Radiation safety is based on the three safety principles of time, distance and shielding. In other words, the risk of exposure to internal and external radiation can be decreased when the nurse, and other health care personnel such as an X ray technician, minimize and decrease the amount of time that they are exposed to and in close proximity with radiation; they must also maximize the distance between themselves and the source of the radiation, and, they must also shield themselves from the radiation using things like a lead apron and gloves when they are near the source of radiation.
The risk for exposures to radiation decreases when the duration of the time exposed to the radiation is decreased and when the distance from the radiation and the shielding is maximized.
External ionizing radiation is used for diagnostic testing and also for therapeutic care. For example, a chest x ray uses radiation for diagnosis and therapeutic external radiation, sometimes referred to as teletherapy, is done by using a linear accelerator that delivers electron and gamma ionizing radiation for a minute or so to treat and reduce the size of a tumor.
Therapeutic internal radiation, which is also referred to as brachytherapy, internal radiation, interstitial radiation and intracavity radiation, is a therapeutic procedure that entails the internal placement of some radioactive material into or near the client's tumor. Therapeutic internal radiation entails the delivery of high doses of radiation using a needle, wire or radioactive seed.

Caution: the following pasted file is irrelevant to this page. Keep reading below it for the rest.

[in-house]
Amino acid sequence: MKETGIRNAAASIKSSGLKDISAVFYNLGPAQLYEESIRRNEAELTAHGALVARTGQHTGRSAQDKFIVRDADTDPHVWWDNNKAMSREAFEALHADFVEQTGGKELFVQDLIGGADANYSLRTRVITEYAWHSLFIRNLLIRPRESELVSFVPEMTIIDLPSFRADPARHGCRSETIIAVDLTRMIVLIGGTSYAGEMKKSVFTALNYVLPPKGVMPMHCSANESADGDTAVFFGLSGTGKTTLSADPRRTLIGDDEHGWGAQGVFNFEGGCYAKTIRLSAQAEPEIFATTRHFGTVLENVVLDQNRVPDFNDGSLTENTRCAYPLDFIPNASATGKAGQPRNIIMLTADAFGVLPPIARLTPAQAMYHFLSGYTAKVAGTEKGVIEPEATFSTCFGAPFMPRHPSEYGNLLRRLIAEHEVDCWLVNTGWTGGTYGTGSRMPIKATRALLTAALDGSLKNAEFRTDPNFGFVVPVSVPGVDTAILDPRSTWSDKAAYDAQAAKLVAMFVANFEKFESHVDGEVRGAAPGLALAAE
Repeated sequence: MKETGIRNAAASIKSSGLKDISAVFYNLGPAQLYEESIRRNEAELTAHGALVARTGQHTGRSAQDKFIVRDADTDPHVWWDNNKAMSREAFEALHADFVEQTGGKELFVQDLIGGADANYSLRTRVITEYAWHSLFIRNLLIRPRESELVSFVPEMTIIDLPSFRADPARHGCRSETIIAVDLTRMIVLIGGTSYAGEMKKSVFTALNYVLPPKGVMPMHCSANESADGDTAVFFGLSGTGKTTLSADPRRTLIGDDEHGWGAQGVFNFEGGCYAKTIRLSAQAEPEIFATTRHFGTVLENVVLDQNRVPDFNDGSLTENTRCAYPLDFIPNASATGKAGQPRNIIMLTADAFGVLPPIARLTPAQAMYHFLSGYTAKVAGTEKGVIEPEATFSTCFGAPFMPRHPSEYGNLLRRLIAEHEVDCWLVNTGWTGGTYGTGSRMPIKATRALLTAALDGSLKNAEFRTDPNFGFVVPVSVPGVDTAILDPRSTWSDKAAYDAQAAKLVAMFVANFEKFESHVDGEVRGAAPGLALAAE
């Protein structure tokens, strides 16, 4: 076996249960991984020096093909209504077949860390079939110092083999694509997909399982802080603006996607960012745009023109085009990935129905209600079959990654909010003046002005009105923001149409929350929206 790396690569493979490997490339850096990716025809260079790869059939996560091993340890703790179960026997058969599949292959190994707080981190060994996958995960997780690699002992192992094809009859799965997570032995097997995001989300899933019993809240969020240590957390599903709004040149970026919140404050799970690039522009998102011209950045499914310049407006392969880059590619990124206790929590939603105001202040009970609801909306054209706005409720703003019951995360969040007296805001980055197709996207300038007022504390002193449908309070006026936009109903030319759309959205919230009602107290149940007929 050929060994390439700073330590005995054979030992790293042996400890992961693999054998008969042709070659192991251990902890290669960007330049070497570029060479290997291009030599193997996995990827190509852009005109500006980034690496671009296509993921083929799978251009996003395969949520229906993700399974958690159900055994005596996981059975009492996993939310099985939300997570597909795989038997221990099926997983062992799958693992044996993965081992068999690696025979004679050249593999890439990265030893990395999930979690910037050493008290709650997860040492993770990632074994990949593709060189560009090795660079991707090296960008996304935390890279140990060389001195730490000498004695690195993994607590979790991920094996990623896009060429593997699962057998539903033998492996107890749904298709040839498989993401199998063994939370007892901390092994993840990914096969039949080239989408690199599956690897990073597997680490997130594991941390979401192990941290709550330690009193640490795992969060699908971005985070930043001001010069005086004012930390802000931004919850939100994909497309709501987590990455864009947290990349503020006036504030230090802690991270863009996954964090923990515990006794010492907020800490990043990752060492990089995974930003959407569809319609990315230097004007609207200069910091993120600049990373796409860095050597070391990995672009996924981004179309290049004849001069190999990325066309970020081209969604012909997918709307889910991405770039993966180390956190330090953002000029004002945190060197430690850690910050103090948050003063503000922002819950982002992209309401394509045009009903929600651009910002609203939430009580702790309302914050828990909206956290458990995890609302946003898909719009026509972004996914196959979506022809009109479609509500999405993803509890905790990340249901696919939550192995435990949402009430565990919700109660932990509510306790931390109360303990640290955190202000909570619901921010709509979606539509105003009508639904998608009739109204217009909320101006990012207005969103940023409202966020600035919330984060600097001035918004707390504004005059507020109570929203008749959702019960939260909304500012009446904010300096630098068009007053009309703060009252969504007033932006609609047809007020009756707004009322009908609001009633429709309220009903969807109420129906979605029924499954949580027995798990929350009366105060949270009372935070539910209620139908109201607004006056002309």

Brachytherapy is most often delivered to clients who are affected with tumor and cancer of the prostate, lungs, esophagus, cervix, endometrium, rectum, breast, head and neck.
Special radiation precautions are initiated when a client is receiving brachytherapy in order to protect visitors and health care staff from the harmful effects of the radiation. Some of these special internal radiation precautions include:
- The minimization of the duration of time that health care providers are in the client's room to deliver care and services to the client
- The placement of the client receiving internal radiation in a private room
- The prohibition of the client's activities outside of their room
- The initiation of complete bed rest for the client until the treatment is discontinued
- The provision of education to the family members and other visitors that includes information about their need to limit the time of their visits to at least less than 1 hour, to stay at least 6 feet away from the client and to not enter the room if a visitor or family member is pregnant.
- The need for health care staff to minimize the amount of time spent in the room, to decline to enter the room if they are pregnant, to retain all supplies and equipment including things like bed linens in the client's room until they are deemed safe for disposal by a person who is competent to make this decision, and how and when to report concerns about the client's treatment such as when implanted seeds inadvertently leave the client's body.
- Accident/Error and Incident Prevention
- Emergency Response Plans
- Ergonomic Principles
- Handling Hazardous and Infectious Materials (Currently here)
- Home Safety
- Reporting Incident/Event/ Irregular Occurrence/Variances
- Safe Use of Equipment
- Security Plans
- Standard Precautions/Transmission Based Precautions/Surgical Asepsis
- Use of Restraints/Safety Devices